Mixed Martial Arts is a Violent Sport?
This might sound familiar, but I have to ask again: what’s with all the nonsense about MMA being a violent sport? Have any of these people ever watched a football game? Ice Hockey? Rugby? Talk about violent sports! And these are all approved and sanctioned!
Back in 1995 Senator McCain and a lot of politicians were on the anti-MMA bandwagon, although sources close to Senator McCain have told me personally that he’s “coming around” and is willing to take a closer look at the sport. Well thank goodness for that, because what MMA was in 1995 is not what it is today.
Of course, we still have Bob Reilly from New York to deal with, and we all know his stance on "ultimate fighting” and how he continously spouts off the "facts" about how violent MMA is as a sport.
But what do the facts REALLY tell us?
In a report by the Journal of Sports Science & Medicine, the JOSS&M stated: “The incidence of injury in combat sports has not been adequately reported although it is important to identify the nature and frequency of injuries prior to the implementation of prevention programs.”
Please note that in their study, JOSS&M compared “injury rates treated in Hospital Emergency Departments between different combat sports of boxing, wrestling, and martial arts. A secondary objective described anatomic region and diagnosis of these injuries. Data were obtained on all boxing, wrestling, and martial arts-related injuries that were in the National Electronic Injury Surveillance System database and resulted in Emergency Department visits between 2002 and 2005.”
Their findings? “Martial arts had lower injury rates compared to boxing and wrestling for all diagnoses (p<0.001). Boxing had lower injury rates compared to wrestling for strains/sprains and dislocations. Boxing and wrestling had similar injury rates for concussions.”
Did the JOSS&M recommend we ban MMA, stop the fighting and keep combatants out of the ring? Nope. In fact, the report suggested: “Injury prevention efforts should consider the distribution of injuries and concentrate on preventing strains/sprains in wrestling, concussions in boxing and wrestling, and fractures for all three activities.”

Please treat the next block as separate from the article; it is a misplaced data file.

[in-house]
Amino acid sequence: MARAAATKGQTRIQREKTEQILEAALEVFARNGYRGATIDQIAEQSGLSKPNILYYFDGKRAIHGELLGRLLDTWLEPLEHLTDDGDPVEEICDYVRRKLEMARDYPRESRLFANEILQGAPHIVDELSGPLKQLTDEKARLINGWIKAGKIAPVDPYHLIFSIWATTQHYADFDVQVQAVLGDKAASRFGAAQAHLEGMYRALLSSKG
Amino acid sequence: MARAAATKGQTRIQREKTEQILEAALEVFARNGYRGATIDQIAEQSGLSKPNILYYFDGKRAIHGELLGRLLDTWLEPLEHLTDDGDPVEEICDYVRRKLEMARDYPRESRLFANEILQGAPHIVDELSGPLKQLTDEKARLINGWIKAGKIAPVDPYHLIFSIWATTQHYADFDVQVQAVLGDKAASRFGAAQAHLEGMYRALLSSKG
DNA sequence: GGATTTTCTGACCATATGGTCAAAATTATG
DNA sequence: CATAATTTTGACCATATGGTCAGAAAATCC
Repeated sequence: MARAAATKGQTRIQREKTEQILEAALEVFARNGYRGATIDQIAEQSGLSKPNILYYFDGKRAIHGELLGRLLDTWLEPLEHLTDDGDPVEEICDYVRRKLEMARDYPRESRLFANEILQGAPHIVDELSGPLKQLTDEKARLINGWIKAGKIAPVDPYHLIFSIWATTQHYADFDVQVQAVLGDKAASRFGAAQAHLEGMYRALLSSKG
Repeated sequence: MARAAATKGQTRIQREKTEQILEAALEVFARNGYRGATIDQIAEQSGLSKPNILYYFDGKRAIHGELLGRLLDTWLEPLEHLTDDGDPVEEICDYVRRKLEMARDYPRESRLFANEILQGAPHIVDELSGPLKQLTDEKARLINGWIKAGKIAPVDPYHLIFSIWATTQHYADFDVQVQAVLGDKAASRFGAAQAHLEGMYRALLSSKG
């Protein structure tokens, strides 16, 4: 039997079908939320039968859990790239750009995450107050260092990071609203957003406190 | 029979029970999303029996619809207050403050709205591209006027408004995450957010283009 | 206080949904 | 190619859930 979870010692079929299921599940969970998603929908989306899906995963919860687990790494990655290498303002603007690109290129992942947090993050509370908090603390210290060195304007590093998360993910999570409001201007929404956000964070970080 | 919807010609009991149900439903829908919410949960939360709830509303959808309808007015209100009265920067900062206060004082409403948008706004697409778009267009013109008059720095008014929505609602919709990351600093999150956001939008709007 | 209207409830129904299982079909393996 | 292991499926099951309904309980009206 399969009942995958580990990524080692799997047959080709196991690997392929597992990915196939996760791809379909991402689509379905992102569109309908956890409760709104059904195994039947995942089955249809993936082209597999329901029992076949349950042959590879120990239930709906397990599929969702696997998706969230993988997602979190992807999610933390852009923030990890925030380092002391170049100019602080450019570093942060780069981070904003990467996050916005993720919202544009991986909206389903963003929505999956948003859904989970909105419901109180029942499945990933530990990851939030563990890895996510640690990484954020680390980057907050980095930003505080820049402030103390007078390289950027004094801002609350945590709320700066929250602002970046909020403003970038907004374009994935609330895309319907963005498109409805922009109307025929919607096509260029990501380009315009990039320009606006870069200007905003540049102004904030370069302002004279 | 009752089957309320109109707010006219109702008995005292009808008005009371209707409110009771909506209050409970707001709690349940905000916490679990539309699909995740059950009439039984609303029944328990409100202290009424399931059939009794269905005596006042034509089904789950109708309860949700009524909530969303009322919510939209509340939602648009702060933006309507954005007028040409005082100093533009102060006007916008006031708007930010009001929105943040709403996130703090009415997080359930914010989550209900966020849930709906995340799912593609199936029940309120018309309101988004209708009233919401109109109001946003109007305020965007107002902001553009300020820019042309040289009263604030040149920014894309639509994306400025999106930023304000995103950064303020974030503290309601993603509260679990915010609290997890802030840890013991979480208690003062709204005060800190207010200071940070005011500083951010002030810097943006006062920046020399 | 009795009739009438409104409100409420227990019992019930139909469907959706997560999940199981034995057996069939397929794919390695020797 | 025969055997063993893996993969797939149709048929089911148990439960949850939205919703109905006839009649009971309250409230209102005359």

So basically, like with any other sport, one should take proper care and use preventative measures when training or competing. Okay – good to know. And here I thought MMA fighters should just throw caution to the wind and not even bother with any form of protection or preventative measures!
Just kidding, of course. At my local dojo, Arts of the Samurai, we make sure the students wear proper protection when training, and according to a survey of other local dojos and training centers, they do the same thing. It's called "common sense."
The JOSS&M report went further and said: “The findings of the present study do not provide evidence that combat sports have alarmingly high rates of injuries resulting in emergency department visits.”
Hmmm - interesting...
So Mr. Reilly – let me ask you: Does New York allow karate tournaments? Muay Thai? Kickboxing? Boxing? Wrestling? Judo? BJJ? WWE? I can answer for him: Why YES, New York DOES allow those events!
Well then NY already allows MMA (i.e. mixed martial arts), because those are all the tools used by MMA fighters! And as long as the proper level of protection is used, and preventative measures are taken, combined with promoters, athletic commissions, judges and MMA referees who follow the rules, then running an MMA event really is no different than promoting a karate, Muay Thai, Kickboxing, Boxing, Wrestling, Judo, BJJ or WWE event. Well, maybe it's different than WWE.
And to address the claims that MMA perpetuates violence...(does Reilly mean if one watches it; participates in it; or what exactly?) The folks over at LegalizeTheEmpire make an excellent case saying: "Mixed martial arts fans are often accused of having aggressive personalities, drawn to the sport primarily by its violent nature. Bob Reilly credits MMA’s success to this violence. However, a California State University Dominguez Hills survey by Nancy Cheever suggests otherwise (here). The study, which surveyed over 3,500 fans worldwide, reveals that the vast majority of fans, 80%, are drawn to MMA primarily for the different styles that come together to compete. Subjects also reported being drawn to MMA by the level of skill and competition inherent in the sport. And, most importantly, only 22% of the surveyed group reported being drawn to the sport for the violence. I would be willing to bet that even fewer fans would report being drawn to the sport because they find it even remotely comparable to dog fighting, gambling, or prostitution (hat tip to Mr. Reilly)."
I do hope Senator McCain is listening and reads the report. You can find the whole study here. Maybe after reading these findings he’ll change his mind?
Hey – I’m allowed to dream!